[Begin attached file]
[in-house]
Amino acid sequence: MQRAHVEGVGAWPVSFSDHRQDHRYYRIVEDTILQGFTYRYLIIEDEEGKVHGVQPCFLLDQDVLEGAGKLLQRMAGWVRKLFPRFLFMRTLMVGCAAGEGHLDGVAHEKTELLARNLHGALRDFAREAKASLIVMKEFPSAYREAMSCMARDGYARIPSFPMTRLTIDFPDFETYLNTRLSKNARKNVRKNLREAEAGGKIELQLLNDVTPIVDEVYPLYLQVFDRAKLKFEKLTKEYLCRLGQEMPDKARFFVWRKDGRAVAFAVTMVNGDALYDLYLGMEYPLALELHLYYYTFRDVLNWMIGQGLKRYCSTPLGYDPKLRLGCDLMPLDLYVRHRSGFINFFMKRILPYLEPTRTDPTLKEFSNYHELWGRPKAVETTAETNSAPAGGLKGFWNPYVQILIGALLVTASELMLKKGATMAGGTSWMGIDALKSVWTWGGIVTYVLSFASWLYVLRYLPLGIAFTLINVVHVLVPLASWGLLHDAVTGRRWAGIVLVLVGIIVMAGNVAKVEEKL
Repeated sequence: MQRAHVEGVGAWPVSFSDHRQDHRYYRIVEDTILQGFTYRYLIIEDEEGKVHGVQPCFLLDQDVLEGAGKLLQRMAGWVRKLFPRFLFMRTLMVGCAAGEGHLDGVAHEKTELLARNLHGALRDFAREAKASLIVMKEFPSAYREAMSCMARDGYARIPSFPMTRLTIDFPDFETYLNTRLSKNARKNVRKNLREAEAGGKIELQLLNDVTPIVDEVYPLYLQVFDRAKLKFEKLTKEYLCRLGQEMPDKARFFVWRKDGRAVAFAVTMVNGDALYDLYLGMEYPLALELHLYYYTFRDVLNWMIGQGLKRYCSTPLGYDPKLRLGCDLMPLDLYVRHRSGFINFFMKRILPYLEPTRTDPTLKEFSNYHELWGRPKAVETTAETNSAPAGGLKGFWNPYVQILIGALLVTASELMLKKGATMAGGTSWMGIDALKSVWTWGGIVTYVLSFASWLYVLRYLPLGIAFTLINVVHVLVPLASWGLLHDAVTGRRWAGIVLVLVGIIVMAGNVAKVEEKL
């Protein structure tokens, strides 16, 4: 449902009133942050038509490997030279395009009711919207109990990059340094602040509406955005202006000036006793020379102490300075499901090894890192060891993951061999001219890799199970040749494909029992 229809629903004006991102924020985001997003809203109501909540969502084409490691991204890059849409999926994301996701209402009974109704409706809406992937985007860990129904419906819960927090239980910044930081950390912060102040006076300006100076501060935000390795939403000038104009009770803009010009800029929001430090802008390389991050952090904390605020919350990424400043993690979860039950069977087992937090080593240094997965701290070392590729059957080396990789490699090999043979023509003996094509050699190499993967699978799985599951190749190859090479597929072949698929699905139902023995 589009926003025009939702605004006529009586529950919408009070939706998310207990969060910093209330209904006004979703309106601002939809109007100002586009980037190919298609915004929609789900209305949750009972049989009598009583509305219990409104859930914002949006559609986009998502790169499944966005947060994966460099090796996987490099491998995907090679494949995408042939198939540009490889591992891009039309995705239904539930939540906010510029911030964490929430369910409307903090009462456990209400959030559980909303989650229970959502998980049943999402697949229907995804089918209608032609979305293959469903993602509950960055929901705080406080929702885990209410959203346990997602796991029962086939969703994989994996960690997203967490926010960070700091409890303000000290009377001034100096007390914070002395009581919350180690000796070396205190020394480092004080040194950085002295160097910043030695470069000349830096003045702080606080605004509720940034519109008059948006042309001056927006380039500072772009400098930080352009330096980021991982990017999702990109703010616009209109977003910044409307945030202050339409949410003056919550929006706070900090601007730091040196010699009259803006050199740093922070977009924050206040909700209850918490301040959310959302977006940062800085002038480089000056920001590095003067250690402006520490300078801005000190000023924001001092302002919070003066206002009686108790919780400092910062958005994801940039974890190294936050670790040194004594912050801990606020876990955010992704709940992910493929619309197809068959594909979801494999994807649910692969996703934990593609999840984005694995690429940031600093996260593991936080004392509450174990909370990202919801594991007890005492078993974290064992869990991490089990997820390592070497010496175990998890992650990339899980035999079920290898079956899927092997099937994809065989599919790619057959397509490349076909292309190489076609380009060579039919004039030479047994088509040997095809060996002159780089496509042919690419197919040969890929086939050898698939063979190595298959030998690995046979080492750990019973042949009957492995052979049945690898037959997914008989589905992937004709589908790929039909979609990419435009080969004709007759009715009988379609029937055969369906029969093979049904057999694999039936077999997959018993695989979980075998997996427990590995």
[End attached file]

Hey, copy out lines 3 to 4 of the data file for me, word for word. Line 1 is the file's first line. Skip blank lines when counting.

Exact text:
Repeated sequence: MQRAHVEGVGAWPVSFSDHRQDHRYYRIVEDTILQGFTYRYLIIEDEEGKVHGVQPCFLLDQDVLEGAGKLLQRMAGWVRKLFPRFLFMRTLMVGCAAGEGHLDGVAHEKTELLARNLHGALRDFAREAKASLIVMKEFPSAYREAMSCMARDGYARIPSFPMTRLTIDFPDFETYLNTRLSKNARKNVRKNLREAEAGGKIELQLLNDVTPIVDEVYPLYLQVFDRAKLKFEKLTKEYLCRLGQEMPDKARFFVWRKDGRAVAFAVTMVNGDALYDLYLGMEYPLALELHLYYYTFRDVLNWMIGQGLKRYCSTPLGYDPKLRLGCDLMPLDLYVRHRSGFINFFMKRILPYLEPTRTDPTLKEFSNYHELWGRPKAVETTAETNSAPAGGLKGFWNPYVQILIGALLVTASELMLKKGATMAGGTSWMGIDALKSVWTWGGIVTYVLSFASWLYVLRYLPLGIAFTLINVVHVLVPLASWGLLHDAVTGRRWAGIVLVLVGIIVMAGNVAKVEEKL
């Protein structure tokens, strides 16, 4: 449902009133942050038509490997030279395009009711919207109990990059340094602040509406955005202006000036006793020379102490300075499901090894890192060891993951061999001219890799199970040749494909029992 229809629903004006991102924020985001997003809203109501909540969502084409490691991204890059849409999926994301996701209402009974109704409706809406992937985007860990129904419906819960927090239980910044930081950390912060102040006076300006100076501060935000390795939403000038104009009770803009010009800029929001430090802008390389991050952090904390605020919350990424400043993690979860039950069977087992937090080593240094997965701290070392590729059957080396990789490699090999043979023509003996094509050699190499993967699978799985599951190749190859090479597929072949698929699905139902023995 589009926003025009939702605004006529009586529950919408009070939706998310207990969060910093209330209904006004979703309106601002939809109007100002586009980037190919298609915004929609789900209305949750009972049989009598009583509305219990409104859930914002949006559609986009998502790169499944966005947060994966460099090796996987490099491998995907090679494949995408042939198939540009490889591992891009039309995705239904539930939540906010510029911030964490929430369910409307903090009462456990209400959030559980909303989650229970959502998980049943999402697949229907995804089918209608032609979305293959469903993602509950960055929901705080406080929702885990209410959203346990997602796991029962086939969703994989994996960690997203967490926010960070700091409890303000000290009377001034100096007390914070002395009581919350180690000796070396205190020394480092004080040194950085002295160097910043030695470069000349830096003045702080606080605004509720940034519109008059948006042309001056927006380039500072772009400098930080352009330096980021991982990017999702990109703010616009209109977003910044409307945030202050339409949410003056919550929006706070900090601007730091040196010699009259803006050199740093922070977009924050206040909700209850918490301040959310959302977006940062800085002038480089000056920001590095003067250690402006520490300078801005000190000023924001001092302002919070003066206002009686108790919780400092910062958005994801940039974890190294936050670790040194004594912050801990606020876990955010992704709940992910493929619309197809068959594909979801494999994807649910692969996703934990593609999840984005694995690429940031600093996260593991936080004392509450174990909370990202919801594991007890005492078993974290064992869990991490089990997820390592070497010496175990998890992650990339899980035999079920290898079956899927092997099937994809065989599919790619057959397509490349076909292309190489076609380009060579039919004039030479047994088509040997095809060996002159780089496509042919690419197919040969890929086939050898698939063979190595298959030998690995046979080492750990019973042949009957492995052979049945690898037959997914008989589905992937004709589908790929039909979609990419435009080969004709007759009715009988379609029937055969369906029969093979049904057999694999039936077999997959018993695989979980075998997996427990590995």